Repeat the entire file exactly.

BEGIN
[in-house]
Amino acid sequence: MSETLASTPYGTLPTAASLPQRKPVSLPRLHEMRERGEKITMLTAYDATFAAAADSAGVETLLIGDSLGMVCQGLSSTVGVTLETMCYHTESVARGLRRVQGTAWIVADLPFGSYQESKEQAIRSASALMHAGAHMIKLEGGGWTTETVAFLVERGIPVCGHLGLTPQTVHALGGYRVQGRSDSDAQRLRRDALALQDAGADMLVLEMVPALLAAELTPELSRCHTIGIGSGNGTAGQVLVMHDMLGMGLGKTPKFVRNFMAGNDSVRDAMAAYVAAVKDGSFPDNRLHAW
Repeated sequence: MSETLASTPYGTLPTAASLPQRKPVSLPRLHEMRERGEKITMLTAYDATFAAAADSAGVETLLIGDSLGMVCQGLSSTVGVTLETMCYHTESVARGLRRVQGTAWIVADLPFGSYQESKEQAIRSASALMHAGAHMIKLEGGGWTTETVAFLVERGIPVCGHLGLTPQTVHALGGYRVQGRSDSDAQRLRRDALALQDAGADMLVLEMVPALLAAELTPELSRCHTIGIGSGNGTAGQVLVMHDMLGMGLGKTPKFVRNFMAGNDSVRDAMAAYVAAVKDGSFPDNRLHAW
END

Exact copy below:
[in-house]
Amino acid sequence: MSETLASTPYGTLPTAASLPQRKPVSLPRLHEMRERGEKITMLTAYDATFAAAADSAGVETLLIGDSLGMVCQGLSSTVGVTLETMCYHTESVARGLRRVQGTAWIVADLPFGSYQESKEQAIRSASALMHAGAHMIKLEGGGWTTETVAFLVERGIPVCGHLGLTPQTVHALGGYRVQGRSDSDAQRLRRDALALQDAGADMLVLEMVPALLAAELTPELSRCHTIGIGSGNGTAGQVLVMHDMLGMGLGKTPKFVRNFMAGNDSVRDAMAAYVAAVKDGSFPDNRLHAW
Repeated sequence: MSETLASTPYGTLPTAASLPQRKPVSLPRLHEMRERGEKITMLTAYDATFAAAADSAGVETLLIGDSLGMVCQGLSSTVGVTLETMCYHTESVARGLRRVQGTAWIVADLPFGSYQESKEQAIRSASALMHAGAHMIKLEGGGWTTETVAFLVERGIPVCGHLGLTPQTVHALGGYRVQGRSDSDAQRLRRDALALQDAGADMLVLEMVPALLAAELTPELSRCHTIGIGSGNGTAGQVLVMHDMLGMGLGKTPKFVRNFMAGNDSVRDAMAAYVAAVKDGSFPDNRLHAW